Independence is a celebration of liberty

There have been hundreds of political revolutions across the span of recorded history. Why was the American Revolution so important? Because our revolution, our independence, and consequently the celebration of Independence Day deal with the liberty of the American people.

The Fourth of July is a celebration of protection. Governments have essentially existed since the beginning of recorded history. Sometimes they have been a hindrance to human development and oppressive, but more often government, as a whole, has been beneficial. Alone and unsupported by civil laws, citizens have myriad problems to deal with-namely, protecting themselves from invasion from both from those near and abroad. I believe government was established to protect citizens from such invasion. Invasion leads to a reduction of liberty. The first governments were likely created for the protection and promotion of their citizens’ liberty.

It is a celebration of reformation. Ancient governments grew as people realized they could be used as tools to solve their problems for them. The poor and disadvantaged could use government for welfare and support, the rich could hide behind its protective cloak as corporate entities, and several others had pet projects the government helped achieve. Unfortunately, government grew too large and became overextended beyond the true and original intent of civil government: the preservation and protection of liberty. The late 18th-century governments of the world were too obtrusive, invasive and more concerned with national strength than protecting their citizens’ civil liberties.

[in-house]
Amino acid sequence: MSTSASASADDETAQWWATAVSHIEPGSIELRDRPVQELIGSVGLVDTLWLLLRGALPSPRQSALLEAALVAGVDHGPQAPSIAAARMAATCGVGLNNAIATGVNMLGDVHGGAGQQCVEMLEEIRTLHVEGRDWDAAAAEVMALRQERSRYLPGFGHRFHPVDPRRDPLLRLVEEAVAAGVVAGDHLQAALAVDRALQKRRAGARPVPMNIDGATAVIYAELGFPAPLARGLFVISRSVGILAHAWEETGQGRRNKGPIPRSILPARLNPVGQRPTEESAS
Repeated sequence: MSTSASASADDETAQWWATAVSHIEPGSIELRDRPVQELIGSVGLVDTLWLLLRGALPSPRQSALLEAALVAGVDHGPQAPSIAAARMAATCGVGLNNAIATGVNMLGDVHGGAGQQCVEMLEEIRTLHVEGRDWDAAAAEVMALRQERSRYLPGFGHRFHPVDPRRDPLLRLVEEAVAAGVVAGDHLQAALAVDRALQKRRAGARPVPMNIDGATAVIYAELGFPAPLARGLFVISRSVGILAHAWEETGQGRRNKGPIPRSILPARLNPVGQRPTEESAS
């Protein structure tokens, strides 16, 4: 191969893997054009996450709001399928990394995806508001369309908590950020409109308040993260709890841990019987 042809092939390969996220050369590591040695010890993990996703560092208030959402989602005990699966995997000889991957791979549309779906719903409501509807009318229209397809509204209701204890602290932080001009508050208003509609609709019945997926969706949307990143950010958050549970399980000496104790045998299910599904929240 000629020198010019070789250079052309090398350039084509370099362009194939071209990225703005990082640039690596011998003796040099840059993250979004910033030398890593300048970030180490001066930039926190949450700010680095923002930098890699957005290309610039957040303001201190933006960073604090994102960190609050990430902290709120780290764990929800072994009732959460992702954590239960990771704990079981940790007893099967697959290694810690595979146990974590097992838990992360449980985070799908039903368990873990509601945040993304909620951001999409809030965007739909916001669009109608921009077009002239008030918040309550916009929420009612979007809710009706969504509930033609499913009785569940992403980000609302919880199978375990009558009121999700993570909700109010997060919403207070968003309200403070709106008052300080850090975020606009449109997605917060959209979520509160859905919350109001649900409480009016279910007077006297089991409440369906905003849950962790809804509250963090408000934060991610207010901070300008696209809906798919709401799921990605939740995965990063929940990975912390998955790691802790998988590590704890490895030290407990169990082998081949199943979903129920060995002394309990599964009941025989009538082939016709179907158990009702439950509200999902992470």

The holiday is a celebration of religious freedom. Contrary to the belief of some, the colonists did not loathe their former homelands in Europe. Rather, it was a sad affair when they realized they had to leave their protective cloak. But they left because they primarily desired religious liberty. Of course, others left for adventure and for others, America was a debtors’ prison, but most left for religious liberty. English Protestants and French Huguenots all left primarily for the same reason: religious liberty. When the patriots rebelled, they fought for a government “of the people, by the people and for the people.” In essence, they desired a government that fostered liberty and did not hinder it. This, then, was the goal of revolution: not wealth, nor even autonomy, but simply put, liberty. In the immortal words of Patrick Henry, the American patriot, “Give me liberty or give me death!” Henry did not cry, “Wealth or death!” or “Autonomy or death!”

It is this liberty, this great inalienable right, that we celebrate on the Fourth of July. Our government was not the first republic in the world, but it was the first viable government established from the bottom up-that is to say, from ordinary people like you and me and not from a ruling family. The United States was also the first nation that held a constitution at its foundation. This is why our government and our Independence Day are so important. They epitomize the reason why governments were established: for the protection of the liberty of its citizens.Independence Day is a celebration of our liberation from a decent and efficient, yet oppressive and obtrusive, government in old England. When we see fireworks blast, let us recall the shots of the revolution that rang with the indelible cry of liberty. And let us remember the true and original end of government: the preservation of liberty.

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